The Sphinx and Her Riddle At the gates of Thebes, he encounters the Sphinx, who has been terrorizing Thebes for year The Sphinx has waylayed people, ask a riddle, and murders them all for their failure to give the right answer The riddle: what walks on four in the morning On two at noon, and On three at night? Your turn: got a good answer?

At the gates of Thebes, he encounters the Sphinx, who has been terrorizing Thebes for year

The Sphinx has waylayed people, ask a riddle, and murders them all for their failure to give the right answer

The riddle: what walks on four in the morning

On two at noon, and

On three at night?

Your turn: got a good answer?

Oedipus’s Answer His answer: “man” He crawls on all fours in the morning (of life as a toddler) Walks on two at noon (maturity) Walks on three in the evening (a cane, at old age) She screams, falls to the ground with a thud, and rots away with decay and vultures

His answer: “man”

He crawls on all fours in the morning (of life as a toddler)

Walks on two at noon (maturity)

Walks on three in the evening (a cane, at old age)

She screams, falls to the ground with a thud, and rots away with decay and vultures

Oedipus Become King and Marries his Mother The grateful Thebians award him with the kinship And with the hand of Jocasta to be his wife In so doing, he fulfils the prophecy that he will marry his mother. The Gods, angered by his incest, send a plague to the city After siring and bearing four children, Oedipus is told by the blind prophet Tiresias that he is the cause of the plague. In his pride, he refuses to believe the prophet, thinking his rival Creon, Jocasta’s brother, has set him up to this.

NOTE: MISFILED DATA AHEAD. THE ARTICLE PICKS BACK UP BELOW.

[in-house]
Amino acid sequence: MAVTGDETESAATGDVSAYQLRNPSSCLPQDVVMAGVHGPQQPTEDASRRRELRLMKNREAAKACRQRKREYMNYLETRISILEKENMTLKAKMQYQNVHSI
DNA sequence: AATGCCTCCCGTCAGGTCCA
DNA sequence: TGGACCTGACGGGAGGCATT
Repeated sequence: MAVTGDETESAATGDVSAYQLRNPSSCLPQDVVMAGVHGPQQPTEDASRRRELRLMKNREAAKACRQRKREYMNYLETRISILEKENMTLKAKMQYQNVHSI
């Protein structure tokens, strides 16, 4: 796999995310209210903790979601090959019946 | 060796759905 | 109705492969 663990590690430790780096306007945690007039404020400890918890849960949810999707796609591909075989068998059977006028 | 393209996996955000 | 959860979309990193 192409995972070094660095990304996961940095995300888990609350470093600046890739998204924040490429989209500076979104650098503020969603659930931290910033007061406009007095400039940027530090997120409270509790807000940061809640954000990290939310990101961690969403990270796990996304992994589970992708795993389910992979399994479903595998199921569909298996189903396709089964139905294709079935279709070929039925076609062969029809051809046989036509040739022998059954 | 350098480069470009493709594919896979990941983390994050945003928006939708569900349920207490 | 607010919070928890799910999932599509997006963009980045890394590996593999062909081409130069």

The grateful Thebians award him with the kinship

And with the hand of Jocasta to be his wife

In so doing, he fulfils the prophecy that he will marry his mother.

The Gods, angered by his incest, send a plague to the city

After siring and bearing four children, Oedipus is told by the blind prophet Tiresias that he is the cause of the plague.

In his pride, he refuses to believe the prophet, thinking his rival Creon, Jocasta’s brother, has set him up to this.

Curse of Oedipus Rex The chorus fills the audience in on the details of the events A messenger conveys the news of the shepherd Polybus’s death and adds that he was only Oedipus’s adopted father. Jocasta discovers the truth in the conversation, runs off the stage and hangs herself The truth come slowly to Oedipus; he takes the brooch from his dead wife and blinds himself

The chorus fills the audience in on the details of the events

A messenger conveys the news of the shepherd Polybus’s death and adds that he was only Oedipus’s adopted father.

Jocasta discovers the truth in the conversation, runs off the stage and hangs herself

The truth come slowly to Oedipus; he takes the brooch from his dead wife and blinds himself

Departure of Oedipus Rex; Fate of Antigone He leaves Thebes with his daughter Antigone Another play portrays Antigone herself, his daughter/sister After Oedipus’s death, she returns to Thebes When Creon, now king, decrees she cannot give her brother Polynices the rites of burial at his death, she does so anyway For her defiance, she is sealed in a cave to slowly suffocate. She commits suicide rather than suffer this fate